The second Bernanke press conference could be a little more combative than the first one. Reporters may ask some tougher questions and more rapid follow ups. The first conference was a novelty, now they will likely degenerate into fresh meat for a pack of dogs given the current economic environment.
Apple (AAPL) was a prime example of the day's short covering with a +$10 rally. With the stock falling to a seven month low on Monday at $310 the shorts began buying on Monday afternoon. That accelerated at the opening today as the markets started shooting higher.
The S&P rallied at the open to strong resistance at 1295 and a +1.3% gain. That is exactly where it closed the day after making no progress after the opening rally. This was clearly short covering and if you were not already invested you probably missed it. The touch of the 200-day average last Thursday is looking a lot more like a bottom but the S&P has a long way to go to convince most people the rebound is for real. A close over 1300 after the Bernanke press conference would help a lot.
I mentioned in the weekend letter that I expected a rebound after the meeting as funds setup for quarter end window dressing. The gains over the last three days are a good start but we still need to get Wednesday behind us before we can start feeling more comfortable.
Resistance at 1295 should be decent with round number resistance at 1300 a target. Support should now be 1275.
The Dow actually spent some time over strong resistance at 12,200 today but could not hold the gains. Actually I think the +109 point day was spectacular even if it was on the back of only four stocks. Caterpillar spiked +$3.21 followed by CVX +1.68, DD +1.33 and IBM +1.20. Everyone else was significantly weaker with PG, BA, JNJ and MRK in negative territory.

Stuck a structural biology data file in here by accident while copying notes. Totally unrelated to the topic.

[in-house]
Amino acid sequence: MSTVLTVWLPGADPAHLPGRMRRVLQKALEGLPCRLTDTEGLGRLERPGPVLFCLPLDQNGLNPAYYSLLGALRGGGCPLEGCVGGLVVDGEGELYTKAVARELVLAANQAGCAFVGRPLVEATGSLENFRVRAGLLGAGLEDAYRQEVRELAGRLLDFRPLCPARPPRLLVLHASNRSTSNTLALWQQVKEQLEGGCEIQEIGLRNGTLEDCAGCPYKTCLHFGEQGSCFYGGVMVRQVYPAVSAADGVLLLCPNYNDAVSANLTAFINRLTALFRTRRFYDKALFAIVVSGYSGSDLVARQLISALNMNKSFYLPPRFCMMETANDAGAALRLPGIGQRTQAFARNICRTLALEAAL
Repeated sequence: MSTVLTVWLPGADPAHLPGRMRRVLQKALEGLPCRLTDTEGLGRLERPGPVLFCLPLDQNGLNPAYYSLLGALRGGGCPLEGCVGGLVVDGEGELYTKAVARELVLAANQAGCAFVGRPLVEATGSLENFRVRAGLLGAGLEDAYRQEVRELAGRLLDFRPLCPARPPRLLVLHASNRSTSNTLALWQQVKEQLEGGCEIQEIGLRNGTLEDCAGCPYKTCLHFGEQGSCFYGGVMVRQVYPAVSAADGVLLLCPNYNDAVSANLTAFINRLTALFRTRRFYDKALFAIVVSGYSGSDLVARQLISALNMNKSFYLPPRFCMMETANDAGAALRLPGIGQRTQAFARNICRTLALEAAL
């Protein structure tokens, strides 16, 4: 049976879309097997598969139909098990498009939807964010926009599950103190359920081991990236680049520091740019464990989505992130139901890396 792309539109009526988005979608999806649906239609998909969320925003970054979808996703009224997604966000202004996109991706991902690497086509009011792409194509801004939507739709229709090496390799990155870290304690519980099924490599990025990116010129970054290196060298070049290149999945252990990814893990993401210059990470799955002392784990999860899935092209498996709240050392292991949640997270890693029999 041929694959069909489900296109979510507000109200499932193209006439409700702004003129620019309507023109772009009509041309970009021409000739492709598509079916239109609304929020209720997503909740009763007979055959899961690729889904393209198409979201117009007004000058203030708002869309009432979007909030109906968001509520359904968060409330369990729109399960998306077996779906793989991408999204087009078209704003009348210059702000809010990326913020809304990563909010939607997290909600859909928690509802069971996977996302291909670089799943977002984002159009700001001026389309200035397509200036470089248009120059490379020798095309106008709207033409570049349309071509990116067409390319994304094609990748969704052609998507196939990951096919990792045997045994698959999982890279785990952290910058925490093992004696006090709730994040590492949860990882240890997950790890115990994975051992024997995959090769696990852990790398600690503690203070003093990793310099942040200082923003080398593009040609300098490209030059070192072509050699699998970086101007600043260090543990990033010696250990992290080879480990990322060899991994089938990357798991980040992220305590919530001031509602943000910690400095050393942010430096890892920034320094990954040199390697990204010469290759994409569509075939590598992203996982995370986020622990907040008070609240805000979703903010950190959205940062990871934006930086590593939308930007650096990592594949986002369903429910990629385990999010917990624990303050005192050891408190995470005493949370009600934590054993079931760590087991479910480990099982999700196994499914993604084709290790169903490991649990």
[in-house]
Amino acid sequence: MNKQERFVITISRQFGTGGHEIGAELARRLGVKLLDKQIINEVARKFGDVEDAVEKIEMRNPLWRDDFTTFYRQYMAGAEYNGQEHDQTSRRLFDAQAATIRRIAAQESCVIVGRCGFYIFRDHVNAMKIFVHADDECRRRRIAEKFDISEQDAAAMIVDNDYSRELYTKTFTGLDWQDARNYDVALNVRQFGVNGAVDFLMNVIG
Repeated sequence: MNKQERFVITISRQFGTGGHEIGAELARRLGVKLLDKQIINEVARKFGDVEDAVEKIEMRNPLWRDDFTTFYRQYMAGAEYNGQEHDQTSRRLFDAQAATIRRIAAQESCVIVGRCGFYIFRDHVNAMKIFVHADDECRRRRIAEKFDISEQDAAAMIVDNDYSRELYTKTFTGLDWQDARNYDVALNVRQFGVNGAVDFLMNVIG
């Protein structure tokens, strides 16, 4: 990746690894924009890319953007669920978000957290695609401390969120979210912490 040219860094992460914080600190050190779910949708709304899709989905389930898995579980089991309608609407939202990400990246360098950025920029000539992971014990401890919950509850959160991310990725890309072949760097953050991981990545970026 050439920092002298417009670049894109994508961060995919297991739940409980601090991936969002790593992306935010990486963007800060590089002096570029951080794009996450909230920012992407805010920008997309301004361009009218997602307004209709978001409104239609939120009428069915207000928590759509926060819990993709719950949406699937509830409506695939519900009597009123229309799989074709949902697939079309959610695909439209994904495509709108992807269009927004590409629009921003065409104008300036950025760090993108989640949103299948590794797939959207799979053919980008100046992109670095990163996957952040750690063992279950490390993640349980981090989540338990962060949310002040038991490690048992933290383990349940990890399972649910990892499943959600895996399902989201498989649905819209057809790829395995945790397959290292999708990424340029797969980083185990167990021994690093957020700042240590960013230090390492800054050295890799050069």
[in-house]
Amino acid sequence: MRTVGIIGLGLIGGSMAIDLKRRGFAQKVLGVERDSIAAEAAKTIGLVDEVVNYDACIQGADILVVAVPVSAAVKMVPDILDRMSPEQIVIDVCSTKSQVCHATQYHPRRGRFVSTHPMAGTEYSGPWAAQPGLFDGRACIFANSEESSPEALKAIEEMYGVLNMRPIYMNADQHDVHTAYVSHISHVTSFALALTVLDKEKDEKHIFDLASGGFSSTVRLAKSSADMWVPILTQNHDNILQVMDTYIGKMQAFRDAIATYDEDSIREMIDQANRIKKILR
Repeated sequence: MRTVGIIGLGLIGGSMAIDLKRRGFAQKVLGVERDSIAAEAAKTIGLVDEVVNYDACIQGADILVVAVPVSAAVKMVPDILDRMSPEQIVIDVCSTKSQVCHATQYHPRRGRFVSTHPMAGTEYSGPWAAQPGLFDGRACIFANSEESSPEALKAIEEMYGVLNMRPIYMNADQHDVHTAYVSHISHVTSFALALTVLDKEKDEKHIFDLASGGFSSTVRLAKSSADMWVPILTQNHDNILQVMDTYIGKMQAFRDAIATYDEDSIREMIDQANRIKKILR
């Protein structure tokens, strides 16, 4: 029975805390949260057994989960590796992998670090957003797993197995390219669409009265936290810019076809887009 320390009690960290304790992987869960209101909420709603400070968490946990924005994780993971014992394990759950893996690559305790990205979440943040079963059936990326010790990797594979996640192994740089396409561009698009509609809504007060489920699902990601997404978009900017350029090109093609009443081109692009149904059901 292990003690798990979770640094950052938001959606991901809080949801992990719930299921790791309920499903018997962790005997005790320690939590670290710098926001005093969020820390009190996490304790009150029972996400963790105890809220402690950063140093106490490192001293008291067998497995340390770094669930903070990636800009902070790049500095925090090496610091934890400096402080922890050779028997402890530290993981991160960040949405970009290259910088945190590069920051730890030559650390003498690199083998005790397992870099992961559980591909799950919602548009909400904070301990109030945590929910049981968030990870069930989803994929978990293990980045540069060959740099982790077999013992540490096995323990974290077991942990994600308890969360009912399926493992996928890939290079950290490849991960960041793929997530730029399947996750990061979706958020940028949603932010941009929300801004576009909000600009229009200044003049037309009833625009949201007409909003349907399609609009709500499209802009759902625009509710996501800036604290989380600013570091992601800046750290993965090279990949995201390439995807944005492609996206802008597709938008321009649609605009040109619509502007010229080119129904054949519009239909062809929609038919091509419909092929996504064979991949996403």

The 12,200 level is the critical level. I do expect it to be broken as long as Bernanke does not trip on his tongue. I could see quarter end window dressing pushing the Dow to 12,500 under the right conditions.
The Nasdaq was the biggest gainer at +2.2% but it was also the biggest loser heading into last week's lows. You can thank a $10 gain in Apple and $8.50 gain in Google for the Nasdaq rally. The Nasdaq is moving into some tough congestive resistance from earlier this year and it remains to be seen if the tech bears have lost interest. The Nasdaq needs to move over 2700 to find any love from cautious investors.
The Russell chart is the most bullish with a solid bottom at 775 that held for more than a week. Instead of eventually breaking that bottom the Russell finally grew wings thanks to the short covering. Those who were frustrated the Russell did not break were finally forced to cover as the markets anticipated the Greek vote and a calming response from Bernanke.
Today was about Greece and tomorrow will be about Greek riots and Bernanke expectations. The FOMC is not expected to change anything but their economic projections and confirm that QE2 has died. There will be no mention of QE3 although Bernanke may allude to future policy stimulus if needed just to keep the bond groupies on pins and needles. You can't ever say never if you are the Fed chairman.
The Euro is likely to decline and the dollar rally so oil and precious metals may not have a good day. Wednesday would not be my choice for opening new positions. I would rather wait until Thursday and we see what fallout appears from Greece and Bernanke. Then the window dressers can go to work.
Definitely, enter passively and exit aggressively.
Send Jim an email
Register for my OilSlick.com newsletter and receive free daily updates and commentary on the energy sector. Register here